As a graduate student at the University of Lethbridge, you’ll find yourself at the centre of a student-focused environment that nurtures innovation, critical thinking and creativity.

The University of Lethbridge is one of Canada’s top-ranked universities and leading research institutions.

At the foundation of our graduate programs is a multidisciplinary and personalized experience. A collaborative environment is encouraged between faculty and students. This means you have flexibility in decisions regarding the research and learning path you take.

At the U of L, we are committed to helping every one of our students thrive. From aiding with financial support to one-on-one mentorship to individualized career advice, you’ll find support every step of the way.

When you graduate, you will have the confidence you need to succeed in whatever you do, whether that means pursuing further education, teaching in an academic setting or establishing a professional career.

We’re here to help as you find the answers to your questions. As Alberta’s Destination University, the U of L gives you room to think, create and explore, providing a university experience unlike any other.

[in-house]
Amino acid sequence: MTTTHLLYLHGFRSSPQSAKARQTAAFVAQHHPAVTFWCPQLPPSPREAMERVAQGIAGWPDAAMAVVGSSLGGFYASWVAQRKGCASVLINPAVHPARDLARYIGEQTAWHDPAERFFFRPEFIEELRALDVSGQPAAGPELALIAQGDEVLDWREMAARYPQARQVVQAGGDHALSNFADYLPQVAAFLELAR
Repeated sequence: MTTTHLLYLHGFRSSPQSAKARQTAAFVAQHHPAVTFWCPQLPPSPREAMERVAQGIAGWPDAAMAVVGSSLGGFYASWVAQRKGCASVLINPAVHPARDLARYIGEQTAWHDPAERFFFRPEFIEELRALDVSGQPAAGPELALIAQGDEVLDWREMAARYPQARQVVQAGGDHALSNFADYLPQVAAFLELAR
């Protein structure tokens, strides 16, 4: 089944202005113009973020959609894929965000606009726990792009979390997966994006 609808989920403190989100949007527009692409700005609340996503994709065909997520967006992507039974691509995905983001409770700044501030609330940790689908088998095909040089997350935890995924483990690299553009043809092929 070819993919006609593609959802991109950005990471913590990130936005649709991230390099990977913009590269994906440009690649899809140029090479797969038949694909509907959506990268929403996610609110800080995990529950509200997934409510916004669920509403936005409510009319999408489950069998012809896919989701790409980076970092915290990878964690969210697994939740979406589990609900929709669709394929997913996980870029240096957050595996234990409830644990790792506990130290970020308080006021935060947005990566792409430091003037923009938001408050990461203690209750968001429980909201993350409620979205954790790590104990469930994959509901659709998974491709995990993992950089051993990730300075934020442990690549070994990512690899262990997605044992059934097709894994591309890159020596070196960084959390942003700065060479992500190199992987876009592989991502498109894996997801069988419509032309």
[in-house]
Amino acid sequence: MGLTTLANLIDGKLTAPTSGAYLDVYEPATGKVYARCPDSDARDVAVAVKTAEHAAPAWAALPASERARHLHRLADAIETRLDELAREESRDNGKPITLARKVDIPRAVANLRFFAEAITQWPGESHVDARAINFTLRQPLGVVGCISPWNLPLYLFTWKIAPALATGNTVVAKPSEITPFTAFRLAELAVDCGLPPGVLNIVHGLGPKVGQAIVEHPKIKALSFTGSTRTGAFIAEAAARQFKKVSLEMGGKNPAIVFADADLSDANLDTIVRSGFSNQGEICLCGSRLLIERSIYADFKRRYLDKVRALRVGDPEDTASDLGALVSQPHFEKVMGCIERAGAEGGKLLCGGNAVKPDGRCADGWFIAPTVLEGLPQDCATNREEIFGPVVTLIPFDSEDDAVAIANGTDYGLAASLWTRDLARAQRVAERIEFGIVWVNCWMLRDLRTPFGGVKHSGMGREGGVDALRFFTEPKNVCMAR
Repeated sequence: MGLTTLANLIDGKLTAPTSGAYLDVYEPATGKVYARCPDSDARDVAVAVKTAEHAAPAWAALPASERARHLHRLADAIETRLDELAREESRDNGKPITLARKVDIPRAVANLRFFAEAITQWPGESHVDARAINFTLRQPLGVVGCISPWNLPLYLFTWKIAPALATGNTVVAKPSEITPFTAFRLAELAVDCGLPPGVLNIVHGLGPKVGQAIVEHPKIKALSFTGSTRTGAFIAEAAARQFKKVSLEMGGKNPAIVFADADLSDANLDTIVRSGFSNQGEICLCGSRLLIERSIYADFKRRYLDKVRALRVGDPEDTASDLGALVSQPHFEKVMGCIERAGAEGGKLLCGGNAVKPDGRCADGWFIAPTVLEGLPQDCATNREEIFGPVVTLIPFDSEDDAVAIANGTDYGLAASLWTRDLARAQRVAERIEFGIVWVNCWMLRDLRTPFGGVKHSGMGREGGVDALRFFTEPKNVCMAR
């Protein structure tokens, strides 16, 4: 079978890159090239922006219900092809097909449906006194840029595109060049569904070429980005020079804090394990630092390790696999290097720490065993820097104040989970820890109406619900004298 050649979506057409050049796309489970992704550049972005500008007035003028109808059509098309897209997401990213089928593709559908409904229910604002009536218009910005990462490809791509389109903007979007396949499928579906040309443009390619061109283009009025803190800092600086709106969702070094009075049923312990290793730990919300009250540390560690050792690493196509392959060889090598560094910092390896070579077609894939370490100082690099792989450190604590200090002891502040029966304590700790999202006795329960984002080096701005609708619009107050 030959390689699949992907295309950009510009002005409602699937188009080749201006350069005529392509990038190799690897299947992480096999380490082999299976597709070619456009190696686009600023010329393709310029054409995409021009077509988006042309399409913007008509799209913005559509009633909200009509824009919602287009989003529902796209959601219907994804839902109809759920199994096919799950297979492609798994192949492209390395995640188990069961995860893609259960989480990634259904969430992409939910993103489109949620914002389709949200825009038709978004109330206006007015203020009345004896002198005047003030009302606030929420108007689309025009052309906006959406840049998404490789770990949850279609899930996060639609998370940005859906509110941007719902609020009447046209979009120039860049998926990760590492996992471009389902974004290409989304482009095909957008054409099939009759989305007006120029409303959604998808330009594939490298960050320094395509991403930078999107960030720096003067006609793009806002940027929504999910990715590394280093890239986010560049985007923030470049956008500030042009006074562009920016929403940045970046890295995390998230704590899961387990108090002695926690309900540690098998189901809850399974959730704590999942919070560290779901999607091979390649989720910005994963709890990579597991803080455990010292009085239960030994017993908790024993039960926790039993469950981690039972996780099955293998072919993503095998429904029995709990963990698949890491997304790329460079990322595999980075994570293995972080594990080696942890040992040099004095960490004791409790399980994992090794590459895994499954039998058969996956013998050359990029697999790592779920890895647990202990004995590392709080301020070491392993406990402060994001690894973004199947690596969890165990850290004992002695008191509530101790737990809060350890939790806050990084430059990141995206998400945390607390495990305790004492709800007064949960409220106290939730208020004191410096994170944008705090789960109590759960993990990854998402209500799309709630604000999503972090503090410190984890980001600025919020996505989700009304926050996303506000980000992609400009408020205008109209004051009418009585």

How to apply

In order to apply, you will need to provide the following documentation:

• Academic Transcripts
• Curriculum Vitae
• Three Letters of Reference
• Letter of Intent
• English Language Proficiency (ELP)

All applications and supporting documents must be provided through the online portal: https://www.uleth.ca/future-student/graduate-studies/apply

Co-operative Education & Internships Option

The Co-operative Education/Internship Option is available to students for the Master of Arts (MA) and Master of Science (MSc) programs. Co-operative education is an educational model that formally integrates academic study at the master’s level with relevant, paid work experience in appropriate employment fields such as government, institutions, and industry. The University, the employer, and the student are in partnership to ensure an enriching experience toward the student's professional development.

Further information visit the website: http://www.uleth.ca/artsci/coop/co-operative-education-internship-option-graduate-studies